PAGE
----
Now scholars, history professors and diplomats Worldwide are demanding Abe come clean and stop trying to whitewash the miseries that Japan caused during WW2 !

  • Jason

    Instead of criticising Abe that he did not do enough in his third arrow, the media should have explain why is it not enough. Give us actual details and provide actual evidence that his policies failed or succeeded. Just telling us, he did not do enough is vague and you guys have been saying this since dec 2014. Please give us something newsworthy. You are the media, you are not the opposition or the supreme court or judge.

    • TomokoHasegawa

      Not every article can repeat all the facts…you have to read more in order to get the whole picture.
      Look at the quarterly Japanese economic numbers since Abe has taken office. Basically, his policies have only weakened the Yen, but the expected growth has not happened.

      • Aurora

        What about the decline of the rate of suicide? The increase of employment and the stock rate?

  • boonteetan

    The tragedy of Abe is that he does not know what he is doing will lead to a greater tragedy. Maybe worse, the real tragedy is he pretends not to know.

  • Kazuhiro Shino

    Japan never change pacifist cult chapter 9 admiration like religious ritual there’s no factual analysis no logic realistically even if Japan spent 10% for defence there’s no risk of world war ll type expansion sea lane is Japanese life line which is now compromised by Chinese occupation of disputed territory realistic & cheapest deterrence is nuclear missile system but which is too tall task to persuade public navy & air force enforcement is imperative submarines even air craft carrier invisible spy planes & fighter jets are desirable defence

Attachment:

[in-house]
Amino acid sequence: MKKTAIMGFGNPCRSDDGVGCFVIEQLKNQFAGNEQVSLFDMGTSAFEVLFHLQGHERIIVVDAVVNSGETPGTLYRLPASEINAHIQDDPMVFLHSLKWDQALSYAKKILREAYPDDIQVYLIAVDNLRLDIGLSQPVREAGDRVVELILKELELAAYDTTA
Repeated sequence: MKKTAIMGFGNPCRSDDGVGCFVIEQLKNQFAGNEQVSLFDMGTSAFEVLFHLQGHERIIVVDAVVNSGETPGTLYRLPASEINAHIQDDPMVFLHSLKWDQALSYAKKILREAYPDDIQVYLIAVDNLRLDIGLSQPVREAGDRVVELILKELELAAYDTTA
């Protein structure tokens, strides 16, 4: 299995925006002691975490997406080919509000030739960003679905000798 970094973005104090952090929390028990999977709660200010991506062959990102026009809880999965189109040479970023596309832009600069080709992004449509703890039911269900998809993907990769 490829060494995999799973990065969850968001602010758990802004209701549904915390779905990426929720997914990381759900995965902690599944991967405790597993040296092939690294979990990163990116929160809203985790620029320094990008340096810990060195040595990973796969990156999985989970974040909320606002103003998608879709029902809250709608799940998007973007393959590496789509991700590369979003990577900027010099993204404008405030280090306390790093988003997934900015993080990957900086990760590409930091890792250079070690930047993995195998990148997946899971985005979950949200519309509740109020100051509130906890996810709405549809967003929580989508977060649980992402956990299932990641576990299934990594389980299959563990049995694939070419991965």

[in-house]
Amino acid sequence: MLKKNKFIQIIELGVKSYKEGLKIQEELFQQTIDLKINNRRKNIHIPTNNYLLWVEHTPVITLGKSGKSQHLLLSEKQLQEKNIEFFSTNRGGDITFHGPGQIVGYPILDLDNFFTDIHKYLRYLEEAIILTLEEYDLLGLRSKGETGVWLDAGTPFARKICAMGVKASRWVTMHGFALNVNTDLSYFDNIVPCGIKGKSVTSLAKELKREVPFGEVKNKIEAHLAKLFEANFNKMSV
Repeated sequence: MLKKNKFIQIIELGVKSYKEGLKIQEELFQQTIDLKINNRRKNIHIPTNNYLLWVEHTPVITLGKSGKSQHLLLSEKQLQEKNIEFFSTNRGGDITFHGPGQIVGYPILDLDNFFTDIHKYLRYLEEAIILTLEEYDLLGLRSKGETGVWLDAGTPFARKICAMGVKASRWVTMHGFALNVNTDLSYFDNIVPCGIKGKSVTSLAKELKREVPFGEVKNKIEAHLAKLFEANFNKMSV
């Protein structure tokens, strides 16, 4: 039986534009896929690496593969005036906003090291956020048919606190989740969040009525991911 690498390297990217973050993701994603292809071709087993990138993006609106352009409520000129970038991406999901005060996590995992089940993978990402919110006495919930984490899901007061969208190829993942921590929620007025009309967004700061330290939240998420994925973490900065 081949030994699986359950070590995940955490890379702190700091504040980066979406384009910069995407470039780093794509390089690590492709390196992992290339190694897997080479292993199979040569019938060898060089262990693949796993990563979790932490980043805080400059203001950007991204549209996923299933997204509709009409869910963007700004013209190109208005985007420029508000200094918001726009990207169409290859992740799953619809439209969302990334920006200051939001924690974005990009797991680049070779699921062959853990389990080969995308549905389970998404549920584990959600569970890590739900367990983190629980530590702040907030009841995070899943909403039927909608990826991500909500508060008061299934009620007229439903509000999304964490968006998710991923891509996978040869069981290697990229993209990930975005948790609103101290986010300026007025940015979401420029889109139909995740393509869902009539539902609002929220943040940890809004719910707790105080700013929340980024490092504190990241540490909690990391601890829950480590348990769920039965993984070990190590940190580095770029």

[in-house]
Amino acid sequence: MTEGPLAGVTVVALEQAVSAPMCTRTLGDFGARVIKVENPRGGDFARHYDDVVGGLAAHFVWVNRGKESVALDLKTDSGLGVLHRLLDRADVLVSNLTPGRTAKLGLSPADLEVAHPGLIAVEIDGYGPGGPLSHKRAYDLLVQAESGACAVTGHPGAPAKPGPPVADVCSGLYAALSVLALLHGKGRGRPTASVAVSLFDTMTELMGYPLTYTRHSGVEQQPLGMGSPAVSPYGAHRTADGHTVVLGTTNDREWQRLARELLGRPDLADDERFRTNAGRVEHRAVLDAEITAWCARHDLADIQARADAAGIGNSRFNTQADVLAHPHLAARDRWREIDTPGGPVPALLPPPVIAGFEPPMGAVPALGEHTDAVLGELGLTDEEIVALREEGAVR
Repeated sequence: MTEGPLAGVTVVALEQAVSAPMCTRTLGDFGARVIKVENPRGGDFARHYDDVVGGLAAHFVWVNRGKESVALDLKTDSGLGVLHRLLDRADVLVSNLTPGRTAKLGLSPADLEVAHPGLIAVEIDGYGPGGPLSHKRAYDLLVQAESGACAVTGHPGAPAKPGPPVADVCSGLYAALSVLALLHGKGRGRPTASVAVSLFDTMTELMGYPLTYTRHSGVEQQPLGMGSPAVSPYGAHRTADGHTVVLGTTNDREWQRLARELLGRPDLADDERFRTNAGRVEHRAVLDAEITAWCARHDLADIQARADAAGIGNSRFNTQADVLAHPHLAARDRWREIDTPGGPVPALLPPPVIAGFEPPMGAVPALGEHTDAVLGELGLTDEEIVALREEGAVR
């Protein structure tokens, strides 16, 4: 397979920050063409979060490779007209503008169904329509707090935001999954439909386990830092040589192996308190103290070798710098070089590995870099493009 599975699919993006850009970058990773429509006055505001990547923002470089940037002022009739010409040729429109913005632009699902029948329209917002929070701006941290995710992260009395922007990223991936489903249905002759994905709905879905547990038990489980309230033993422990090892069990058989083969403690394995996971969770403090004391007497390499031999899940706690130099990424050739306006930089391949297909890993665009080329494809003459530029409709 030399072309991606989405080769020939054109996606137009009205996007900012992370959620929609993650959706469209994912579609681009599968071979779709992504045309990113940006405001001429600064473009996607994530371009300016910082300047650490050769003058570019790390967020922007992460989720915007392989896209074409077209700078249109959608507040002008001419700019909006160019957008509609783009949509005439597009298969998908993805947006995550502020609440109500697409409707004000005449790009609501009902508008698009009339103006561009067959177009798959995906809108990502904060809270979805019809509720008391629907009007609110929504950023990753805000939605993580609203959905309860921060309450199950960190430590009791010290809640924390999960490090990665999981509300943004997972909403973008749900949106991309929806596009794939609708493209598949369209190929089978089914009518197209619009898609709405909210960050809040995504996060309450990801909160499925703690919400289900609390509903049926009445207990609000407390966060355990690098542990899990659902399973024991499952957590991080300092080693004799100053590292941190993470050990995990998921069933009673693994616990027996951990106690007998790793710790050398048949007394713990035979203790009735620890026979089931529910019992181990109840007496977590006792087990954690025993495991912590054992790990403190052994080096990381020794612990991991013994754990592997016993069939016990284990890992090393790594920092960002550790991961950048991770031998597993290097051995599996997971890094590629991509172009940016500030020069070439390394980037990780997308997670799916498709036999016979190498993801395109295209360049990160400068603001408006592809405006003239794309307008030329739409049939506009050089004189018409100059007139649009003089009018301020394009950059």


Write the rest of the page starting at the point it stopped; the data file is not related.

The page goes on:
• TomokoHasegawa

      The only reason Japan was allowed to become a rich, successful economy was because of the pacifist constitution and its inherent promise to not repeat history. If powerful people in Japan want to change that, than Japan’s allies in the world will change their view on Japan drastically.
      Post WWII was the best time for Japan in all history, because it was based on respect and friendship. People who want to change this status quo are dangerous. If Japan continues to create lots of problems (meiwaku) for the US and other allies, then it will be soon be alone against everybody.

      • Aurora

        Hey, sick cult!

  • Kazuhiro Shino

    Japan never change pacifist cult chapter 9 admiration like religious ritual there’s no factual analysis no logic realistically even if Japan spent 10% for defence there’s no risk of world war ll type expansion sea lane is Japanese life line which is now compromised by Chinese occupation of disputed territory realistic & cheapest deterrence is nuclear missile system but which is too tall task to persuade public navy & air force enforcement is imperative submarines even air craft carrier invisible spy planes & fighter jets are desirable defence